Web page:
A Comprehensive School Health Program to Improve Health and Education

By O'Rourke, Thomas | Education, Summer 1996 | Go to article overview
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A Comprehensive School Health Program to Improve Health and Education


O'Rourke, Thomas, Education


Promoting the health and well being of children and adolescents is a generally accepted value of our society. In part, this value stems from their vulnerability. They lack the resources, knowledge, and skills to function independently. Support also represents the realization that the children an adolescents of today are the leaders and citizens of tomorrow; they are our future. Schools can and should play an important role with respect to the health of this important population, and a comprehensive school health program can help achieve this goal.

The Importance of the School Setting

Schools are a major institution which can influence the health and well being of our youth. Except for the family, schools have more influence on our youth than any other institution. In the United States more than 95% of those ages 5-17 are enrolled in school. This translates to about 48 million youth attending almost 110,000 elementary and secondary schools for about six hours of classroom time a day for approximately 180 days per year. At the federal level, the importance of the role that schools can play has been highlighted by Dr. Michael McGinnis (McGinnis, 1981), former Director of the U.S. Public Health Service Office of Disease Prevention and Health Promotion, who indicated that factors which shape our lifestyles and our environment play a dominant role in our health status. Also, he indicated that the nation's schools provide an appropriate and efficient medium for educating our children about the increasingly complex risks to health and about the ways in which individuals and society can control those risks. More recently this message was reinforced by the Centers for Disease Control and Prevention Director, Dr. David Satcher, (Satcher, 1995) who stated, "Schools are the only public institution that can reach nearly all youth; therefore schools are in a unique position to improve not only the educational status but also the health status of young people throughout the nation" (p. 289).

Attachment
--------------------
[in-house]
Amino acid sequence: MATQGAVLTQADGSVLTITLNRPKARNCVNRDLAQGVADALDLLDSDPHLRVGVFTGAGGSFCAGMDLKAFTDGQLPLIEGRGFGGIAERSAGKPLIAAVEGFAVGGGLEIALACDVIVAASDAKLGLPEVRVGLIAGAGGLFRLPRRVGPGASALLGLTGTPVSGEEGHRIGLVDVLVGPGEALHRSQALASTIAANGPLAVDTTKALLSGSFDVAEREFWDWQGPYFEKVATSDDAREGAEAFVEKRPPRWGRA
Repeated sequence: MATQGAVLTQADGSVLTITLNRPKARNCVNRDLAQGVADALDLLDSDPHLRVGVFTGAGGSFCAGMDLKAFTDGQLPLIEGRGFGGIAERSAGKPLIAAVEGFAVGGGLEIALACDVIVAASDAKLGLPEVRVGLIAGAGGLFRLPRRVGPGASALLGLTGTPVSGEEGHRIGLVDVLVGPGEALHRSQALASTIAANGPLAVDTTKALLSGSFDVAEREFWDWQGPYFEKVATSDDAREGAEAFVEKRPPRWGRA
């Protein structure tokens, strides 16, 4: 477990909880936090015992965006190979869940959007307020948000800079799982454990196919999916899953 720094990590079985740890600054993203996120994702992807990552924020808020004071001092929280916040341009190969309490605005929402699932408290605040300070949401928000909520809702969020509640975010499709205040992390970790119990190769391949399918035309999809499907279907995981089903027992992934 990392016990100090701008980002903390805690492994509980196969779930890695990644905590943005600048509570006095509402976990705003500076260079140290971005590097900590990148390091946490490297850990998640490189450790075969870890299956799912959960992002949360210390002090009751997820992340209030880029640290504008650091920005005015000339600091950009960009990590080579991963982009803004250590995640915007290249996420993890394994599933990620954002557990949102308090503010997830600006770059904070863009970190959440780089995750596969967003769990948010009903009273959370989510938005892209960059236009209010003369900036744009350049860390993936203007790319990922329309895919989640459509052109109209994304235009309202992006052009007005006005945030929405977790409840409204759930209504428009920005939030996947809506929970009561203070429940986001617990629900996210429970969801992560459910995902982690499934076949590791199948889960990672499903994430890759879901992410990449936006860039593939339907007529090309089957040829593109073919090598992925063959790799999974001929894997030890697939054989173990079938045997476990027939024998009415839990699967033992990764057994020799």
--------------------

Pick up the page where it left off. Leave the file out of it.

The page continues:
Health and Learning

Health and learning are inextricably intertwined. Simply, a child who is sick cannot learn or learn to the extent of his or her potential (American Cancer Society, 1995). Similarly, most would agree that education is an important component in one's ability to function successfully in society. Health is an essential component of that equation. Those involved with education have long recognized the link between health and learning. In support of this relationship, Shane (Shane, 1976) cites the original 1918 Cardinal Principles of Secondary Education that indicate the health of the individual is essential to the vitality of the Nation. As such, health was place first with regards to the objectives of education. Additional support for this position is provided by McGinnis (1981), who points out, "A student who is not healthy, who suffers from an undetected vision or hearing deficit, or who is hungry, or who is impaired by drugs or alcohol, is not a student who will profit optimally from the educational process. Likewise, an individual who has not been provided assistance in the shaping of healthy attitudes, beliefs, and habits early in life, will be more likely to suffer the consequences of reduced productivity in later years" (p. 13). This relationship between health and learning has been reinforced by the National Association of School Boards (NASB, 1991) who maintained that a combination of instruction, health services and the establishment of a safe and healthy school environment offer the most efficient means for improving academic achievement opportunities and solving behavior-related problems which are major steps toward meeting our national need for healthier and more productive citizens. They also indicate that comprehensive school health programs, can provide the means for addressing the plethora of health and safety issues that confront school districts-from absenteeism and AIDS to steriod use and suicide.

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